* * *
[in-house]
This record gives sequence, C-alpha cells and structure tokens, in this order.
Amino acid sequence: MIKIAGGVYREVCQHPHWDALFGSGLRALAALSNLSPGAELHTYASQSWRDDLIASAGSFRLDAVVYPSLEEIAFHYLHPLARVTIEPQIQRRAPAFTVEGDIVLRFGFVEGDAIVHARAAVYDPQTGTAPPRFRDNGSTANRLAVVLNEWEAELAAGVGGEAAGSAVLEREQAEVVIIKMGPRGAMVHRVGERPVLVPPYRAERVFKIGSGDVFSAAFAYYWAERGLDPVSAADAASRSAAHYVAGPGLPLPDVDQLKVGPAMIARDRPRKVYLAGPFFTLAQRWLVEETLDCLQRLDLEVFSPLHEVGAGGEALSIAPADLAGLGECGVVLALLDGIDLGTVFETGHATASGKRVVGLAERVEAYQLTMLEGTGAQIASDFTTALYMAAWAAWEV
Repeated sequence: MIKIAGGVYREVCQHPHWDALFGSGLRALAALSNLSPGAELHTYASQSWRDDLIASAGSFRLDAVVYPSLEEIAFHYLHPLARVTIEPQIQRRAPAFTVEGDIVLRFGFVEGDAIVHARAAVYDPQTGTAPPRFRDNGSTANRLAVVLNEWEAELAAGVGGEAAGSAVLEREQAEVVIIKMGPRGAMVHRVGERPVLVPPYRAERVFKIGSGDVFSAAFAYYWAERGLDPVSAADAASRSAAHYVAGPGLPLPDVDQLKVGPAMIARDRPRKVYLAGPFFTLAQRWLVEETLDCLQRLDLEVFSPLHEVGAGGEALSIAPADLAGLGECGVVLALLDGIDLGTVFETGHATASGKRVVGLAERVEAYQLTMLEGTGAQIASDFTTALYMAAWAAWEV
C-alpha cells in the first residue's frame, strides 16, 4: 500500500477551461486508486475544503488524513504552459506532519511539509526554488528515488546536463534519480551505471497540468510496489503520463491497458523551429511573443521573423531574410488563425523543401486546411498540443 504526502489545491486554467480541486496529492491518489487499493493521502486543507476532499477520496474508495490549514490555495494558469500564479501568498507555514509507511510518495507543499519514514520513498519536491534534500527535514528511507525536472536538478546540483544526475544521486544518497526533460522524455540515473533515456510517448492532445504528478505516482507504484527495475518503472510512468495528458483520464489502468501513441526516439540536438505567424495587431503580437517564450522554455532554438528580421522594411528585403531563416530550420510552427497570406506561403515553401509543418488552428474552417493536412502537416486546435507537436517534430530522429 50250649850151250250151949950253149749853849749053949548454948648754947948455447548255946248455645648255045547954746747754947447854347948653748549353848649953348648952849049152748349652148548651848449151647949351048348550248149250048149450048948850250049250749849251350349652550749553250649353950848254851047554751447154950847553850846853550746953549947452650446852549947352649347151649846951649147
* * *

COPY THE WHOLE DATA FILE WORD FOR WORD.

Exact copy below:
[in-house]
This record gives sequence, C-alpha cells and structure tokens, in this order.
Amino acid sequence: MIKIAGGVYREVCQHPHWDALFGSGLRALAALSNLSPGAELHTYASQSWRDDLIASAGSFRLDAVVYPSLEEIAFHYLHPLARVTIEPQIQRRAPAFTVEGDIVLRFGFVEGDAIVHARAAVYDPQTGTAPPRFRDNGSTANRLAVVLNEWEAELAAGVGGEAAGSAVLEREQAEVVIIKMGPRGAMVHRVGERPVLVPPYRAERVFKIGSGDVFSAAFAYYWAERGLDPVSAADAASRSAAHYVAGPGLPLPDVDQLKVGPAMIARDRPRKVYLAGPFFTLAQRWLVEETLDCLQRLDLEVFSPLHEVGAGGEALSIAPADLAGLGECGVVLALLDGIDLGTVFETGHATASGKRVVGLAERVEAYQLTMLEGTGAQIASDFTTALYMAAWAAWEV
Repeated sequence: MIKIAGGVYREVCQHPHWDALFGSGLRALAALSNLSPGAELHTYASQSWRDDLIASAGSFRLDAVVYPSLEEIAFHYLHPLARVTIEPQIQRRAPAFTVEGDIVLRFGFVEGDAIVHARAAVYDPQTGTAPPRFRDNGSTANRLAVVLNEWEAELAAGVGGEAAGSAVLEREQAEVVIIKMGPRGAMVHRVGERPVLVPPYRAERVFKIGSGDVFSAAFAYYWAERGLDPVSAADAASRSAAHYVAGPGLPLPDVDQLKVGPAMIARDRPRKVYLAGPFFTLAQRWLVEETLDCLQRLDLEVFSPLHEVGAGGEALSIAPADLAGLGECGVVLALLDGIDLGTVFETGHATASGKRVVGLAERVEAYQLTMLEGTGAQIASDFTTALYMAAWAAWEV
C-alpha cells in the first residue's frame, strides 16, 4: 500500500477551461486508486475544503488524513504552459506532519511539509526554488528515488546536463534519480551505471497540468510496489503520463491497458523551429511573443521573423531574410488563425523543401486546411498540443 504526502489545491486554467480541486496529492491518489487499493493521502486543507476532499477520496474508495490549514490555495494558469500564479501568498507555514509507511510518495507543499519514514520513498519536491534534500527535514528511507525536472536538478546540483544526475544521486544518497526533460522524455540515473533515456510517448492532445504528478505516482507504484527495475518503472510512468495528458483520464489502468501513441526516439540536438505567424495587431503580437517564450522554455532554438528580421522594411528585403531563416530550420510552427497570406506561403515553401509543418488552428474552417493536412502537416486546435507537436517534430530522429 50250649850151250250151949950253149749853849749053949548454948648754947948455447548255946248455645648255045547954746747754947447854347948653748549353848649953348648952849049152748349652148548651848449151647949351048348550248149250048149450048948850250049250749849251350349652550749553250649353950848254851047554751447154950847553850846853550746953549947452650446852549947352649347151649846951649147